Edinburgh-based housebuilder plans to win work on back of NHS deal and new communities plan.
Scottish housebuilder Miller Homes has stepped up its drive to move into the English market.

Building revealed in February that Miller planned to open an office in the South-east to participate in the government's £22bn Communities Plan. The company has now decided to launch an additional office, covering the whole of southern England, by 2005.

The proposed offices are likely to work closely with Miller Group's property division, which is preferred bidder for a £300m deal to develop the NHS' property portfolio. This will include residential development and is largely based in the south of England. The deal is likely to be signed in the next few months.

Miller Homes, which has seven regional bases, has become the largest private housebuilder in the UK, and the most important element in Miller Group. The company's activities range from construction to property development.

Keith Miller, the group chief executive, said: "We've transformed ourselves over the past five years from a contracting business into a housing-led business."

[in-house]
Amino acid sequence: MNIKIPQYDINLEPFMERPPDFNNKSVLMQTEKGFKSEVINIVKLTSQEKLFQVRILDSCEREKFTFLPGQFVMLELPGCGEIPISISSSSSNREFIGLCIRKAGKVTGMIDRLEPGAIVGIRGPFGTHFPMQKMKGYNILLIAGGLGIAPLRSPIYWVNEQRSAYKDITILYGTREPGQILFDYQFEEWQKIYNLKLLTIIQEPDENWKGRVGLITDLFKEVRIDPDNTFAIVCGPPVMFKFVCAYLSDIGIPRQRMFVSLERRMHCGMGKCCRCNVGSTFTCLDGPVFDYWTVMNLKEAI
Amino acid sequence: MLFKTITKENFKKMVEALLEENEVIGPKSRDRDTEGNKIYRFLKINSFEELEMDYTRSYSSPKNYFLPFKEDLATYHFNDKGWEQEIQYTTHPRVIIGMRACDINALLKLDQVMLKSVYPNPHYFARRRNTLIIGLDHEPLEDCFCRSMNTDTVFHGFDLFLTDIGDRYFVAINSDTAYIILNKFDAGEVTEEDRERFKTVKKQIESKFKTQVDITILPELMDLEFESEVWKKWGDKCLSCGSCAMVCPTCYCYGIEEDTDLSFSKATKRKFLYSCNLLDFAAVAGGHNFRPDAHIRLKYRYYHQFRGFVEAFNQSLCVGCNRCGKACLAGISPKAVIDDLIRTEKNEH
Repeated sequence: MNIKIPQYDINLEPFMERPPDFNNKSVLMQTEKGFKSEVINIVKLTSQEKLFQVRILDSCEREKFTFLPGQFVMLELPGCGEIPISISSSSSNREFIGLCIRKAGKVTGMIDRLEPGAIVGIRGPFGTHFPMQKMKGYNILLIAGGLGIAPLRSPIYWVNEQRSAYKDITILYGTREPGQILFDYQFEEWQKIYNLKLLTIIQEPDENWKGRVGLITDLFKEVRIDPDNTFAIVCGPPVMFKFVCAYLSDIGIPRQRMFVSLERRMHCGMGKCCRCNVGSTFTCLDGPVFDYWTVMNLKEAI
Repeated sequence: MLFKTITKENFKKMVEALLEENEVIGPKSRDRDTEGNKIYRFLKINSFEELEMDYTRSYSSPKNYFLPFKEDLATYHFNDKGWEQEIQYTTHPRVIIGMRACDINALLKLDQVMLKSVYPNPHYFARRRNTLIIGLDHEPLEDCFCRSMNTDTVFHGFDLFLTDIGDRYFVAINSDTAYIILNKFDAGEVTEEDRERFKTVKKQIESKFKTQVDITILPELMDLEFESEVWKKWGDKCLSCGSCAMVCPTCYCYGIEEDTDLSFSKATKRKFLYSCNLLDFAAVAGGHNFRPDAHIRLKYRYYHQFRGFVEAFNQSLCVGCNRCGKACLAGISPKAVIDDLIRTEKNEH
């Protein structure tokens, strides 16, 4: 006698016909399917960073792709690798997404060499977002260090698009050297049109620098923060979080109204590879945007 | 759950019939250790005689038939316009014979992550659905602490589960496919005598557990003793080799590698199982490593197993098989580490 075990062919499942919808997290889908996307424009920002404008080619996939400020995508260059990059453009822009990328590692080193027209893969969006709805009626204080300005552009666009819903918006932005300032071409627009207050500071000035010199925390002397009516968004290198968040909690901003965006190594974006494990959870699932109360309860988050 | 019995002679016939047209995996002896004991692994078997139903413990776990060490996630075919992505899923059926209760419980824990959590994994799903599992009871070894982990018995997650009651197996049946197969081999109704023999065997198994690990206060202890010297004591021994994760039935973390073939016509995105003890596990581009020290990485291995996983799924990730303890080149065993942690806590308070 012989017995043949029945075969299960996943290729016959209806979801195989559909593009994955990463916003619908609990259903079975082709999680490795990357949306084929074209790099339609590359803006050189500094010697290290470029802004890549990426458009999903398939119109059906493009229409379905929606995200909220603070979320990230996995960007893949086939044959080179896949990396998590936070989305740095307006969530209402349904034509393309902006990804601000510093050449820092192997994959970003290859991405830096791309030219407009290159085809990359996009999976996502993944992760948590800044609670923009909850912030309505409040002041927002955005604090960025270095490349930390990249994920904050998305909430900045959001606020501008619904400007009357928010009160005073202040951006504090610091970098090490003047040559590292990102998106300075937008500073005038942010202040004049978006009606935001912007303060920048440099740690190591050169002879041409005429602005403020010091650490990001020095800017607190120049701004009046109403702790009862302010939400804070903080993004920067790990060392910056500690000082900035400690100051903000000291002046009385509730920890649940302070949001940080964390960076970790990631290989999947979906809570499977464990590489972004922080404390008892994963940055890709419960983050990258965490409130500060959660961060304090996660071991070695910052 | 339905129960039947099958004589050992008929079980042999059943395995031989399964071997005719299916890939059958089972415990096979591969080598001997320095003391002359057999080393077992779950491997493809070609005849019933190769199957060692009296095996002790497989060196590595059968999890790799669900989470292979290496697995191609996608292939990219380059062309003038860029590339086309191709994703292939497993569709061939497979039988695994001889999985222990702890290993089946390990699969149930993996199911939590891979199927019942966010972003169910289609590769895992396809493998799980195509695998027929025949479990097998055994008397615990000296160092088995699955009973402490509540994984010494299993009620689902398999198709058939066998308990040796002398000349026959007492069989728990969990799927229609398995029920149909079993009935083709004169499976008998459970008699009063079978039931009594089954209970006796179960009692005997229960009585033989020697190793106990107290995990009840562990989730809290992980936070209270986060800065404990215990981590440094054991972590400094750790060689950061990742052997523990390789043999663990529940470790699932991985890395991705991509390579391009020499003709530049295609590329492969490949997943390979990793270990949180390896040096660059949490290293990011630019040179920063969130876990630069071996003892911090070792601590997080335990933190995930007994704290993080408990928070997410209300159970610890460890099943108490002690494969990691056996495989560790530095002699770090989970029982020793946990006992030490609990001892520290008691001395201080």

Miller's housing business was the driving force behind the company's 10th year of interim profit growth, announced yesterday.

Pre-tax profit for the six months to 30 June was £11.1m, a 48% increase on the same period last year.

Miller Homes made a pre-tax profit of £16.5m, nearly £9m more than the previous year. The construction and property divisions were also in the black but interest payments reduced group pre-tax profit.

Chairman Bob Speirs said that the construction services and property businesses would have stronger second-half results as a number of major deals have started to come through since 30 June.

Group turnover was £319m, an increase of 13% on the previous interim results.

Speirs said: "Housing has an excellent team and a strong landbank."

He added that the company's lack of exposure to the London residential market had protected it from the slowing housing market.

Miller Homes' average unit selling price increased 14% to more than £142,000.